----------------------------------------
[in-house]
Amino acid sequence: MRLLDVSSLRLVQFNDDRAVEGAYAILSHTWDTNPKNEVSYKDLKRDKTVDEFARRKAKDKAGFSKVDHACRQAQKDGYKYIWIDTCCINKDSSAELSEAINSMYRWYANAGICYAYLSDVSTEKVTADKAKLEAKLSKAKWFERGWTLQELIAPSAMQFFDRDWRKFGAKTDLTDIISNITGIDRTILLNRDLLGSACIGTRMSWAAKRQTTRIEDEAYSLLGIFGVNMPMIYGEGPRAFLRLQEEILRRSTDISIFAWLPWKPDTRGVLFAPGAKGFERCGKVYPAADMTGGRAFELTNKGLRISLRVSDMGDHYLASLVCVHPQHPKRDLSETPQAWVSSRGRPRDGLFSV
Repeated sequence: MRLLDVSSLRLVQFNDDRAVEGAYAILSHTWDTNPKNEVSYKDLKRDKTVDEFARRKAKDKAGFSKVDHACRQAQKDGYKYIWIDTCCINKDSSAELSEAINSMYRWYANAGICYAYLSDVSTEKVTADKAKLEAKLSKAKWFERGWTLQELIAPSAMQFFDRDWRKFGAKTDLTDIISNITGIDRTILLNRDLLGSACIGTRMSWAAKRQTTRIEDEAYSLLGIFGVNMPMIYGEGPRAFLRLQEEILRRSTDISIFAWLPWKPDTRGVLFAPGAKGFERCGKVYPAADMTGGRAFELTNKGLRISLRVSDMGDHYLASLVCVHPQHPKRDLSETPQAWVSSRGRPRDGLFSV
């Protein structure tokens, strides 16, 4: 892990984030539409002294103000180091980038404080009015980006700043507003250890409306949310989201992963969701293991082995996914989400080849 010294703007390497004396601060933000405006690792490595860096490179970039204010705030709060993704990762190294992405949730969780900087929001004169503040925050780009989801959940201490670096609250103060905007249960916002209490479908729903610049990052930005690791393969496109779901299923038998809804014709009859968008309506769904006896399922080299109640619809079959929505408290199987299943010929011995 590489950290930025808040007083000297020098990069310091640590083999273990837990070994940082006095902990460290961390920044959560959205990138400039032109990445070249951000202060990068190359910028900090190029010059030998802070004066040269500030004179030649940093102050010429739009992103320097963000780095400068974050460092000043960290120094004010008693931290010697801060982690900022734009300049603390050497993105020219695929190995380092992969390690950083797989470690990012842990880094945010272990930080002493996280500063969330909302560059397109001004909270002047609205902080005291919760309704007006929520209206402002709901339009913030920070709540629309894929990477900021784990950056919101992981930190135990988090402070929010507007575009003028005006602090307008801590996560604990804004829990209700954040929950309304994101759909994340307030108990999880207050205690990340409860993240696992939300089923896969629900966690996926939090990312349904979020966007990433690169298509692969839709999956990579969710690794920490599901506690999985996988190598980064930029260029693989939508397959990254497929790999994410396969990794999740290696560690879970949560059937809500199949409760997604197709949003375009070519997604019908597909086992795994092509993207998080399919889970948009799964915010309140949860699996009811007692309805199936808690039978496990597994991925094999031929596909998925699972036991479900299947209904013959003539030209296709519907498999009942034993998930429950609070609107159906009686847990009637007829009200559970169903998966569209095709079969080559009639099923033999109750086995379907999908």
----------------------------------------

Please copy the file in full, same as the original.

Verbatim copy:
[in-house]
Amino acid sequence: MRLLDVSSLRLVQFNDDRAVEGAYAILSHTWDTNPKNEVSYKDLKRDKTVDEFARRKAKDKAGFSKVDHACRQAQKDGYKYIWIDTCCINKDSSAELSEAINSMYRWYANAGICYAYLSDVSTEKVTADKAKLEAKLSKAKWFERGWTLQELIAPSAMQFFDRDWRKFGAKTDLTDIISNITGIDRTILLNRDLLGSACIGTRMSWAAKRQTTRIEDEAYSLLGIFGVNMPMIYGEGPRAFLRLQEEILRRSTDISIFAWLPWKPDTRGVLFAPGAKGFERCGKVYPAADMTGGRAFELTNKGLRISLRVSDMGDHYLASLVCVHPQHPKRDLSETPQAWVSSRGRPRDGLFSV
Repeated sequence: MRLLDVSSLRLVQFNDDRAVEGAYAILSHTWDTNPKNEVSYKDLKRDKTVDEFARRKAKDKAGFSKVDHACRQAQKDGYKYIWIDTCCINKDSSAELSEAINSMYRWYANAGICYAYLSDVSTEKVTADKAKLEAKLSKAKWFERGWTLQELIAPSAMQFFDRDWRKFGAKTDLTDIISNITGIDRTILLNRDLLGSACIGTRMSWAAKRQTTRIEDEAYSLLGIFGVNMPMIYGEGPRAFLRLQEEILRRSTDISIFAWLPWKPDTRGVLFAPGAKGFERCGKVYPAADMTGGRAFELTNKGLRISLRVSDMGDHYLASLVCVHPQHPKRDLSETPQAWVSSRGRPRDGLFSV
């Protein structure tokens, strides 16, 4: 892990984030539409002294103000180091980038404080009015980006700043507003250890409306949310989201992963969701293991082995996914989400080849 010294703007390497004396601060933000405006690792490595860096490179970039204010705030709060993704990762190294992405949730969780900087929001004169503040925050780009989801959940201490670096609250103060905007249960916002209490479908729903610049990052930005690791393969496109779901299923038998809804014709009859968008309506769904006896399922080299109640619809079959929505408290199987299943010929011995 590489950290930025808040007083000297020098990069310091640590083999273990837990070994940082006095902990460290961390920044959560959205990138400039032109990445070249951000202060990068190359910028900090190029010059030998802070004066040269500030004179030649940093102050010429739009992103320097963000780095400068974050460092000043960290120094004010008693931290010697801060982690900022734009300049603390050497993105020219695929190995380092992969390690950083797989470690990012842990880094945010272990930080002493996280500063969330909302560059397109001004909270002047609205902080005291919760309704007006929520209206402002709901339009913030920070709540629309894929990477900021784990950056919101992981930190135990988090402070929010507007575009003028005006602090307008801590996560604990804004829990209700954040929950309304994101759909994340307030108990999880207050205690990340409860993240696992939300089923896969629900966690996926939090990312349904979020966007990433690169298509692969839709999956990579969710690794920490599901506690999985996988190598980064930029260029693989939508397959990254497929790999994410396969990794999740290696560690879970949560059937809500199949409760997604197709949003375009070519997604019908597909086992795994092509993207998080399919889970948009799964915010309140949860699996009811007692309805199936808690039978496990597994991925094999031929596909998925699972036991479900299947209904013959003539030209296709519907498999009942034993998930429950609070609107159906009686847990009637007829009200559970169903998966569209095709079969080559009639099923033999109750086995379907999908």